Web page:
Showing posts from: Electronic Laboratory Notebook – ELN
See original press release here.
Mass Innovation Labs calls RSpace “Easy to use, yet fully featured.”
Mass Innovation Labs, a cutting-edge incubator for scientific start-ups, together with the UK firm ResearchSpace, and its Ohio affiliate, Lab-Ally, have announced that the RSpace ELN (electronic lab notebook) will be made available to member companies to help catalyze their research and protect their intellectual property. Mass Innovation Labs has become the accelerator of choice for Boston’s small startups and rapidly maturing life-science companies like Editas Medicine, Cellaria and C4 Therapeutics.
The pairing is especially appropriate: Mass Innovation prides itself on being a flexible and scalable space providing expert support for scientific entrepreneurial organizations of all sizes, while RSpace ELN has been deliberately designed around the same concepts of flexibility and scale. The addition of RSpace to Mass Innovation’s suite of infrastructure tools will facilitate accurate lab data collection and help with trouble-free commercialization of members’ discoveries. RSpace will also smooth the process of graduation from incubator to larger facility by ensuring that critical knowledge assets, IP provenance and due diligence procedures are not lost or disrupted by the logistics of growth, or the rigors of relocation. RSpace ELN features an open framework and modern API that allow seamless integration with data sources like Dropbox, Box, Google Docs, MS OneDrive, and Github, as well as connection to verbose data held in file servers, sample management systems and more. RSpace will help Mass Innovation Labs members share and archive files securely, but also allows for easy bundling and export of data in ways that maintain integrity and traceability. Embedded metadata and digital signatures protect members’ data claims even when information is disclosed externally to auditors, investors or other stakeholders.
“RSpace was chosen because it is easy to use yet fully featured”, said Amrit Chaudhuri, CEO and cofounder of Mass Innovation Labs. “This valuable research tool adds to the arsenal of support we provide to companies in areas like setup, workflow, biosafety and other operational programs, ultimately helping companies start work quickly and significantly reduce the typical time it takes to set up lab operations.”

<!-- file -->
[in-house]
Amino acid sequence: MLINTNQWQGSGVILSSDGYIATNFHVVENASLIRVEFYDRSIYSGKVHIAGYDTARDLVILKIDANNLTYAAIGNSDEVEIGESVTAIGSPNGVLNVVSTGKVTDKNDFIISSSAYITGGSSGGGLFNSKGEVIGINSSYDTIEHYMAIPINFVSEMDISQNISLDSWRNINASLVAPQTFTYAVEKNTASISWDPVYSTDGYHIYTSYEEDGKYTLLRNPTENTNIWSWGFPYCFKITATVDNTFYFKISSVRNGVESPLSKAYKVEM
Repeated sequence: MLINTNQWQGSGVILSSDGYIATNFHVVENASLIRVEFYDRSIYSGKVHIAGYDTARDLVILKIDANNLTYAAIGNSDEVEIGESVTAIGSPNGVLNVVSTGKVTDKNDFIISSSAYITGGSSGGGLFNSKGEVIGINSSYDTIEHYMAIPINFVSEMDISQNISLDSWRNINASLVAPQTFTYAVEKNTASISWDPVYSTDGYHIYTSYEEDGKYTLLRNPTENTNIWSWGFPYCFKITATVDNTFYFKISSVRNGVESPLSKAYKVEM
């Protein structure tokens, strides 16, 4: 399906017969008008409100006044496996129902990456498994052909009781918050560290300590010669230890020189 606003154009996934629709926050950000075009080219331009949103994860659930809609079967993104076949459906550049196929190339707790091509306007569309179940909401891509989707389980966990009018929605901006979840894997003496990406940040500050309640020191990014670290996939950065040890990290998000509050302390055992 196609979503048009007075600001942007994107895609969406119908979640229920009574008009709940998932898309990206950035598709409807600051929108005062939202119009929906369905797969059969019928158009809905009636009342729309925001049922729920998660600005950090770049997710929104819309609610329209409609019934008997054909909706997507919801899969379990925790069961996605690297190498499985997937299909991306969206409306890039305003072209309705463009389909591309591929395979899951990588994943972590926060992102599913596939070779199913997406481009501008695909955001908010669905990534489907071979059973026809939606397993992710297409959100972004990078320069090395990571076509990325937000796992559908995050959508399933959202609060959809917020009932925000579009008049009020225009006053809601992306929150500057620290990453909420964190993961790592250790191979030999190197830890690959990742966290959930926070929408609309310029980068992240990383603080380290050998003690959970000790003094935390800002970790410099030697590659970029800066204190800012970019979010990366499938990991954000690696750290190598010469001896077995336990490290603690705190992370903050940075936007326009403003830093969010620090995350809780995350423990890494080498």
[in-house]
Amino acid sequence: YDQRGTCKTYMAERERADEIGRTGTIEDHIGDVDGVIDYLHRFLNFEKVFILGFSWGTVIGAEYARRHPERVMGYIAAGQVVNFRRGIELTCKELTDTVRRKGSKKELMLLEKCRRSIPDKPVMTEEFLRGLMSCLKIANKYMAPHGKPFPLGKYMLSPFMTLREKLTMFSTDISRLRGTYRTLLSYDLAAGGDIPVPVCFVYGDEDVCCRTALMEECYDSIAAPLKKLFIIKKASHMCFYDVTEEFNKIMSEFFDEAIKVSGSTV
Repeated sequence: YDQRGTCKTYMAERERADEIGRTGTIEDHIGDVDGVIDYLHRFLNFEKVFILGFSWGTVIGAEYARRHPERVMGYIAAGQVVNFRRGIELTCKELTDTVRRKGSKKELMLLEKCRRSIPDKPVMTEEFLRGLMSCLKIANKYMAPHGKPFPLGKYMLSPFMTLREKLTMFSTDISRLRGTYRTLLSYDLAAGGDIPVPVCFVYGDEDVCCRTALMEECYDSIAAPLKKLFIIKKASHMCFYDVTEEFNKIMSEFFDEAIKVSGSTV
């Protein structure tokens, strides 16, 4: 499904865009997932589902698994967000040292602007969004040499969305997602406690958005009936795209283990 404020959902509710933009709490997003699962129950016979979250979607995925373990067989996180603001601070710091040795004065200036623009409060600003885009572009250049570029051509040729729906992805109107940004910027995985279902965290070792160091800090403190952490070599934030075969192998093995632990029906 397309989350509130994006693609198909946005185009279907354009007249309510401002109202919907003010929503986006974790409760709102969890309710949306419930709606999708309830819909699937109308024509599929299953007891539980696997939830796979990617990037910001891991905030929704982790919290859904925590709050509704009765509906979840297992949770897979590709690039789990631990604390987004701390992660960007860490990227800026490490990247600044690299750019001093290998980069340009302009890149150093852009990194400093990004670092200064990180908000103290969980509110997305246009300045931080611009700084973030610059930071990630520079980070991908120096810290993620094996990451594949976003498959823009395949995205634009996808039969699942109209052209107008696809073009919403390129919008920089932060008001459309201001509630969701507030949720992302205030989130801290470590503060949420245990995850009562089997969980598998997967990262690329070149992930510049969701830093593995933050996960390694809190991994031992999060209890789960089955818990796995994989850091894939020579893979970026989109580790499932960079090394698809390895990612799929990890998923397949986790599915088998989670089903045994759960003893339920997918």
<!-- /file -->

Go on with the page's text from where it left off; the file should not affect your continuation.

“We’re delighted to partner with Mass Innovation Labs,” said Rory Macneil, CEO and cofounder of ResearchSpace. “The addition of RSpace as a digital environment to complement the world class physical environment Mass Innovation Labs already provides to its member companies is a great example of Mass Innovation Labs’ commitment to continual innovation.”
Rob Day, CEO of Columbus, OH based Lab-Ally added: “RSpace ELN has been specifically designed for modern, dynamic research environments like Mass Innovation Labs. With features like distributed, hierarchic, configurable administration, we believe that RSpace is ideal for any discovery environment where autonomous organizations or semi-autonomous divisions need privacy, but also want the option for secure collaboration or tiered oversight.”
About Mass Innovation Labs:
Mass Innovation Labs was created “to support an expert powered ecosystem that drives brilliant execution”. Its 124,000-square-foot chemistry and biology space is located among the world’s leading life-science companies in Kendall Square, epicenter of the Boston biotech boom. Comprehensive support for growing member companies includes animal facilities, on-site CRO services, and a range of other scientific amenities. For more information visit massinnovationlabs.com.
ResearchSpace provides the RSpace electronic lab notebook, which is used by universities, medical schools and life sciences companies around the world. The company mission is to enable researchers to document and protect their work from bench to market or publication, and share it in ways that catalyze discovery. For more information visit researchspace.com